Pension Issues Snag United, Union Talks

Unable yet to negotiate an agreement on a new long-term contract, United Airlines and its machinists union returned to a bankruptcy courtroom Thursday to resume arguing whether the union's contract should be broken in the absence of a deal.


CHICAGO (AP) -- Unable yet to negotiate an agreement on a new long-term contract, United Airlines and its machinists union returned to a bankruptcy courtroom Thursday to resume arguing whether the union's contract should be broken in the absence of a deal.

The failure to wrap up a contract agreement left hanging the issue of a possible strike by United workers, who have threatened to walk off their jobs if lower pay and benefits are imposed without a consensual deal.

Negotiators for both sides were racing to beat a new unofficial deadline of late Friday morning, when closing arguments in the case are scheduled and a ruling to break the contract could soon follow.

The International Association of Machinists and Aerospace Workers scheduled testimony from two witnesses at the court session late Thursday to bolster its argument that United is seeking excessive concessions from workers. Both principal IAM economist Tom Roth, the president of Alexandria, Va.-based Labor Bureau Inc., and Tom Brickner, a top negotiator as the union's airline coordinator, are longtime veterans of United's labor talks.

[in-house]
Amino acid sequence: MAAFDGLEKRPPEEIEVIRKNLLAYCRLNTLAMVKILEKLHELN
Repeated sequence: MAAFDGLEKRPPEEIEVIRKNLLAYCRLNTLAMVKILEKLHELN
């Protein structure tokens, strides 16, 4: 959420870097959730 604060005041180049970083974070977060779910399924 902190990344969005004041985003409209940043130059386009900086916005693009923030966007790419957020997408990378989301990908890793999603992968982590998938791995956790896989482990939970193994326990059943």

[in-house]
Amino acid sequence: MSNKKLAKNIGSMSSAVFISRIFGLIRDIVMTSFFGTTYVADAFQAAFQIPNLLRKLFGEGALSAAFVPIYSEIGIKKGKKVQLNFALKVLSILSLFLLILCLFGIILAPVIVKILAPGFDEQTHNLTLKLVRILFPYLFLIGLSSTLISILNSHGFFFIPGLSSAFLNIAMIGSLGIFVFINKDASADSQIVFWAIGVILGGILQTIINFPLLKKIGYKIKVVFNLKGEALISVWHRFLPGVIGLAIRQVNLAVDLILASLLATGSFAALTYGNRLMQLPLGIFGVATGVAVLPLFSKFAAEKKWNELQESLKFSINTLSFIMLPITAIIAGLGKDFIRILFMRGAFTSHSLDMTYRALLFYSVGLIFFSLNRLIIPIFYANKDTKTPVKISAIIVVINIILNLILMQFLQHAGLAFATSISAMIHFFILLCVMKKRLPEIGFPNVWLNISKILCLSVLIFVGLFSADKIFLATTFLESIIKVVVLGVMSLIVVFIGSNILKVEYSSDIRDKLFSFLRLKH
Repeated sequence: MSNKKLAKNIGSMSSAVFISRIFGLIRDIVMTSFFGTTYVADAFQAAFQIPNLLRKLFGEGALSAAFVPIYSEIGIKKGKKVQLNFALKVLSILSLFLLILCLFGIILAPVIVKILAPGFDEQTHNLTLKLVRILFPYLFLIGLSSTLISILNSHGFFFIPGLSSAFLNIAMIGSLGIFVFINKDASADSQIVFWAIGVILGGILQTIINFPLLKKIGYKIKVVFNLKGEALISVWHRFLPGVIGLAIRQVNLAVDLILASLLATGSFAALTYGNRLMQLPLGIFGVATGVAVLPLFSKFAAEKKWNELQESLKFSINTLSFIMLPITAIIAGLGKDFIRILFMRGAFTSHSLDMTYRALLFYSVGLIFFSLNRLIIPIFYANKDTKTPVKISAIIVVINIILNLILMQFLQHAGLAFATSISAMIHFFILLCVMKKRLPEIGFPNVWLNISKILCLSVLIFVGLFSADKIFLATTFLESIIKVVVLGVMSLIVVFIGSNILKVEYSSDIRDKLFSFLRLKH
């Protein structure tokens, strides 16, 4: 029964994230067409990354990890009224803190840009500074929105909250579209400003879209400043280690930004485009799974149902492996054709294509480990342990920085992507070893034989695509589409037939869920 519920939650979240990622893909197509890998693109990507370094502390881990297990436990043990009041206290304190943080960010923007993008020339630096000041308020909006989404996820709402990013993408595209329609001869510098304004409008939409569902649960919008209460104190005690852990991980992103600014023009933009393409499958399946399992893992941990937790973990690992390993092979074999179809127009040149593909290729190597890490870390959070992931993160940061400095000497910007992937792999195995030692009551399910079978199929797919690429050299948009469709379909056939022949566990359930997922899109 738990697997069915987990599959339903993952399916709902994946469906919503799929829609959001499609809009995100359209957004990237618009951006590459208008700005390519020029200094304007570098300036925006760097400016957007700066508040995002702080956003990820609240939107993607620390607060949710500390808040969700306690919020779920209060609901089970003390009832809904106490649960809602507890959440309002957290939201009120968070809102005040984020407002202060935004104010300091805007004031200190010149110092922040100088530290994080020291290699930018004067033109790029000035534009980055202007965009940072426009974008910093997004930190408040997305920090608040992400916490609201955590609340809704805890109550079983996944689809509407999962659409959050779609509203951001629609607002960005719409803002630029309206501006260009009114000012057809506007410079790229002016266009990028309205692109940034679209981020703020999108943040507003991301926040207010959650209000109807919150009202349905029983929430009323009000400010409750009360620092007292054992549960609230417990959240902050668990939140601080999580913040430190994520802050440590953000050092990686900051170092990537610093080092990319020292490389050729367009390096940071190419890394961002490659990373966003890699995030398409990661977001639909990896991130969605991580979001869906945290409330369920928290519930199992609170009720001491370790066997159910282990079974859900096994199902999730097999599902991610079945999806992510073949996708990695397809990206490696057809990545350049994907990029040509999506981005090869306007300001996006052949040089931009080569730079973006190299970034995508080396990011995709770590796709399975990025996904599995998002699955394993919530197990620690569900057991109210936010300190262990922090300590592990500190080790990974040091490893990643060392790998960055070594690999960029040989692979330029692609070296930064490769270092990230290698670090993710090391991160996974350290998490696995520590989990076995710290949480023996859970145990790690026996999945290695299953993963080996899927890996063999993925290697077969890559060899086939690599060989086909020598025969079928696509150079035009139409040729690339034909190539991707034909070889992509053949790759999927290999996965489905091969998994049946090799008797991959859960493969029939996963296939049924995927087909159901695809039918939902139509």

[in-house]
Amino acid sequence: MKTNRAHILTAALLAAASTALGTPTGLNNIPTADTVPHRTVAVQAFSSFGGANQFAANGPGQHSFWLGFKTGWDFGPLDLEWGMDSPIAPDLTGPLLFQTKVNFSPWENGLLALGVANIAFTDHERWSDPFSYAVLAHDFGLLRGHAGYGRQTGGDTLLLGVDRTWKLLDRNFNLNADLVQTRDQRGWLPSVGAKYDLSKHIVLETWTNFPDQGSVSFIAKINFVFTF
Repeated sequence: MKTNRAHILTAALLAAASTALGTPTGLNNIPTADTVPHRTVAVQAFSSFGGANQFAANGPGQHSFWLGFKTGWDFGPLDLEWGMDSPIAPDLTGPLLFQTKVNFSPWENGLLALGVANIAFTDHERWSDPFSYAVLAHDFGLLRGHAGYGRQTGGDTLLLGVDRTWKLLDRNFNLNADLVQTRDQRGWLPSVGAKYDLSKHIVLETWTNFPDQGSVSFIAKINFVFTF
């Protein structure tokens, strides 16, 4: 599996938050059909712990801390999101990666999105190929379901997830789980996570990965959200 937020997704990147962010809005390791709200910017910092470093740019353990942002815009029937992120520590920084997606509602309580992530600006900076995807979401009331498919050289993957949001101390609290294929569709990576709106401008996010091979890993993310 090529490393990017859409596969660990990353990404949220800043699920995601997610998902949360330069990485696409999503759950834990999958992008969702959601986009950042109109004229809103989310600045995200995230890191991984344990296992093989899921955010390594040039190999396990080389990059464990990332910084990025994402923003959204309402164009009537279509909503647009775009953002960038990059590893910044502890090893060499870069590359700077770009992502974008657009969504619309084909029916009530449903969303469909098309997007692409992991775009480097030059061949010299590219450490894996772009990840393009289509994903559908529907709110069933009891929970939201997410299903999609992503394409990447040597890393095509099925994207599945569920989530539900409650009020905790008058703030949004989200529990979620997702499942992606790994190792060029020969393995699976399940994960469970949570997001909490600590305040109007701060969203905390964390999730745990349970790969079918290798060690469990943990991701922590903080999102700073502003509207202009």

Attorneys for the two sides indicated that the inability to reach an agreement during the two-day recess granted by the judge to focus on negotiations did not signify the talks were blocked. The previous night's bargaining session lasted until 3 a.m.

''It's just a lot of things trying to happen in a short period of time,'' United attorney Alexander Dimitrief told reporters.

IAM spokesman Joseph Tiberi said pensions were ''definitely the main sticking point'' in the talks. Besides wages and benefits, the two sides are negotiating over a defined-contribution pension plan to replace the defined-benefits plan United is terminating as part of a companywide push to cut labor costs.

United, a unit of Elk Grove Village, Ill.-based UAL Corp., was seeking annual concessions totaling $176 million over five years from machinists to complete a targeted $700 million in labor cost reductions.

The IAM represents about 20,000 public-contact employees, baggage handlers and other ground workers at United.

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